Stakeholder Register

This is the register that will list all of your stakeholders with respective RACI classification, along with any further information or insight in to that particular stakeholder. This typically works best as an Excel spreadsheet, with filtering capabilities. The spreadsheet may have the following headings for columns:

  • Name
  • Department
  • Title
  • Role on Project
  • Expectations
  • Level of Interest
  • Level of Influence
  • Involvement (Level of)
  • RACI Classification
  • Date Added
  • Sign-off Required
  • [Deliverable #1] Signed-off (if required)
  • [Deliverable #2] Signed-off (if required)
  • [Deliverable #[…]] Signed-off (if required)

You can download a template I’ve put together for you here.

Stakeholder Strategy

The stakeholder strategy will inform the project team on the level of detail of updates; frequency; who will be responsible for updates; detail of any walk-throughs to be delivered; when they will be delivered e.g. before sign-off requests; what to do if stakeholders are non-responsive, which will happen! And any other detail around the complete process of managing stakeholders.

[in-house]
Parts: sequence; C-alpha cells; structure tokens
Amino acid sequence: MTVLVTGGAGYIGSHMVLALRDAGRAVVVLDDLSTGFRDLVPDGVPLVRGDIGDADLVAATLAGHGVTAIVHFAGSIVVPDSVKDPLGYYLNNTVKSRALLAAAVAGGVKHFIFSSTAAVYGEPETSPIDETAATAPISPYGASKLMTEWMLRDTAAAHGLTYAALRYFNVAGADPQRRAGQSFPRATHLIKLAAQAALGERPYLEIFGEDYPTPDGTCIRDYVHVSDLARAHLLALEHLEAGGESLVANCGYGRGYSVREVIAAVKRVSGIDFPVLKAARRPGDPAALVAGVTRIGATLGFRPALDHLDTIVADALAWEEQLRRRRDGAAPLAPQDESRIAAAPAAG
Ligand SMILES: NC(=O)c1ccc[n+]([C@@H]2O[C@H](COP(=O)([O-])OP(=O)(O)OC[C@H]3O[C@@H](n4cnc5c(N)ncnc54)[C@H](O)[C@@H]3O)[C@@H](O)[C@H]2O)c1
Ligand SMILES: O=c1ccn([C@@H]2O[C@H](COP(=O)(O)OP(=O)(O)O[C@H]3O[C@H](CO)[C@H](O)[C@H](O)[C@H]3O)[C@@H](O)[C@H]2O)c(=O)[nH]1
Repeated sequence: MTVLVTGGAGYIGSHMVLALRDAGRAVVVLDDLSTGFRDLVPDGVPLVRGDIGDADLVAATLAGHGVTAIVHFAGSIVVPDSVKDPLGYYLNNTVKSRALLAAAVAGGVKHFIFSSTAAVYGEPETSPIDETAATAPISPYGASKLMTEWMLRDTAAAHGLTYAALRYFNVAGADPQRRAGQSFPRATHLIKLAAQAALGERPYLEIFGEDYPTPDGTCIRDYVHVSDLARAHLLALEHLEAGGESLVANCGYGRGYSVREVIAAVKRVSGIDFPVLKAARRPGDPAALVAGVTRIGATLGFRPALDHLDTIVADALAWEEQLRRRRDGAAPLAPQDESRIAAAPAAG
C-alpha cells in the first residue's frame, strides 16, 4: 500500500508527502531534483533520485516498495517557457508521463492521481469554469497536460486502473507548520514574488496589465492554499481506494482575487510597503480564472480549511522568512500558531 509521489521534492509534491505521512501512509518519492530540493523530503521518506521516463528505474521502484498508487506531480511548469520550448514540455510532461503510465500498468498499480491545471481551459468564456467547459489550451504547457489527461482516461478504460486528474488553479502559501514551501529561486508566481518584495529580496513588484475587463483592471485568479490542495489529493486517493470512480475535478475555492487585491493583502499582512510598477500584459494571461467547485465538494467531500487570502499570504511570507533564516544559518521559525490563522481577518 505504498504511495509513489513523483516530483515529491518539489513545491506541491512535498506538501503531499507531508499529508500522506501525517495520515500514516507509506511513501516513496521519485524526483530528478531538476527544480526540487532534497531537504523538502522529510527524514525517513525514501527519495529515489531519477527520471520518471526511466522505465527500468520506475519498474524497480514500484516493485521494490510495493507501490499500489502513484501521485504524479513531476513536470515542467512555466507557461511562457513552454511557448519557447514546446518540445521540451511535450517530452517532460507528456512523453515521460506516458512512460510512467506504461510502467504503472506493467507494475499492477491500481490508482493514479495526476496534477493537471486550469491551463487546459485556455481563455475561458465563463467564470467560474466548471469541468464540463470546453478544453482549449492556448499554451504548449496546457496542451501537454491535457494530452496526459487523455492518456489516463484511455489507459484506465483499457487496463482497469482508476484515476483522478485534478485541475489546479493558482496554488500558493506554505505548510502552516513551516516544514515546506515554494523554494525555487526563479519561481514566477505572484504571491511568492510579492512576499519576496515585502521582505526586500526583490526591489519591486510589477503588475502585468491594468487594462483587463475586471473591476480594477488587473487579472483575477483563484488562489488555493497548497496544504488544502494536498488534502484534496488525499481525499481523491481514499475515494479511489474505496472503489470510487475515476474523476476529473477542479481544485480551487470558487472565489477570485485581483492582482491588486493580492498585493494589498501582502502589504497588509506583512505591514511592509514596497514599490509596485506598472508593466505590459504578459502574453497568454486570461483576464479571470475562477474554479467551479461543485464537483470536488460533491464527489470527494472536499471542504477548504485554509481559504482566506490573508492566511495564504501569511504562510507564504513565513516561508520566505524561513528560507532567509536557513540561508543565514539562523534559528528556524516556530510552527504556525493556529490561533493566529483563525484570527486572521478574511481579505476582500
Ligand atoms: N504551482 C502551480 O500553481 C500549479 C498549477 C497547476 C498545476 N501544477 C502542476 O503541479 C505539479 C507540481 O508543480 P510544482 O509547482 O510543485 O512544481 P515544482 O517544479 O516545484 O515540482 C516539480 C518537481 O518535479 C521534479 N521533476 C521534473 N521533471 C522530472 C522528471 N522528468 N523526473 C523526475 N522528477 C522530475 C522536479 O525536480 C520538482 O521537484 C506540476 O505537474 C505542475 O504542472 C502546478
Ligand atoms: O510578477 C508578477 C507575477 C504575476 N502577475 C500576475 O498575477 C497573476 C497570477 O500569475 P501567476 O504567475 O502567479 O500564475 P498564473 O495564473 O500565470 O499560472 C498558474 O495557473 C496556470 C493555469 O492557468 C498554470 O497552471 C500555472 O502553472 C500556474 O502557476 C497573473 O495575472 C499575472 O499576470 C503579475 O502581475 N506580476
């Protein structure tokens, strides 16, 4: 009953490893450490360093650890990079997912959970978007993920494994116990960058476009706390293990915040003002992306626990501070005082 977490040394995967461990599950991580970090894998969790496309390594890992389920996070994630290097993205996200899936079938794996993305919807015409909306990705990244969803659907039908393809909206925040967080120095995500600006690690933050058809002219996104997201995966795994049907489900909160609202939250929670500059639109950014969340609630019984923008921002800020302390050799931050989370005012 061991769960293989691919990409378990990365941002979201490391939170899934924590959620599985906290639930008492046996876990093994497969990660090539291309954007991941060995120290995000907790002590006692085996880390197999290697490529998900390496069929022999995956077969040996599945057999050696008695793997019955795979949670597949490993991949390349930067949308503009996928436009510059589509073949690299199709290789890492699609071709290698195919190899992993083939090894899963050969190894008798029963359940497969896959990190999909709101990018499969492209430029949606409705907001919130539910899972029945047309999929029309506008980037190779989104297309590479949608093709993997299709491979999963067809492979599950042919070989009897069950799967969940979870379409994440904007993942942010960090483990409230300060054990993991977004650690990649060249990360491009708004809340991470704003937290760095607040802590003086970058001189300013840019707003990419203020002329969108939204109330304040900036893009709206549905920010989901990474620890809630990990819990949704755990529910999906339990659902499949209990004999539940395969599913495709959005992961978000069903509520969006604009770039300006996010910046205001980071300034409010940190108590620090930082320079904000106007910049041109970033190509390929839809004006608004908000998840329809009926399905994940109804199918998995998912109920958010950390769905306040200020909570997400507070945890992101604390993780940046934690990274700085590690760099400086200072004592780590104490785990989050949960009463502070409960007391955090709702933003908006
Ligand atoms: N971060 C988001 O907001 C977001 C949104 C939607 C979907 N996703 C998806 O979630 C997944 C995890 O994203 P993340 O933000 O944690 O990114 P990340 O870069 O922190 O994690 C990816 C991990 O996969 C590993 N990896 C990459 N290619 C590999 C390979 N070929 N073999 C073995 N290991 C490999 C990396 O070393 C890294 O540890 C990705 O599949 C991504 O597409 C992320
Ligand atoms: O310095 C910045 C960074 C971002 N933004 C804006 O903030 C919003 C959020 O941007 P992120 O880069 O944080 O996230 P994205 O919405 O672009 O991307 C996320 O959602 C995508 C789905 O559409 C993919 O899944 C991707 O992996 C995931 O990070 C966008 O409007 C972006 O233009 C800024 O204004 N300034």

Naturally, keeping all of this information in a centralised location and incorporating updates, deliverable releases etc in to your project calendar would be useful, as related tasks like this will ensure the correct stakeholders receive the correct information at the right time. It is also equally as important to maintain strict professional, based on a friendly, courteous and respectful approach, ultimately resulting in sustained relationships over the long-term that goes beyond the project. Remember, you may be working with the same stakeholder in the future and it is extremely important to maintain credibility, a quality reputation and good relationships for subsequent projects.

Not forgetting soft skills as part of your stakeholder management, the book, ‘How to Win Friends and Influence People‘ is certainly a must read. It drives the idea of emotional intelligence and has great techniques in how to get more value out of your relationships. Soft skills are an essential skill to a good stakeholder manager and developing these soft skills, by reading such books, or further learning, will certainly add value to your project delivery skills.

Good luck with managing your stakeholders.

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The Business Analysis Process: 2. Considering Perspectives

You’ve now completed step 1 and you’ve now got a good understanding of the situation and are ready to progress your business analysis activities. The second activity within the business analysis process is to consider the perspectives of your stakeholders.

Here’s what you need to do: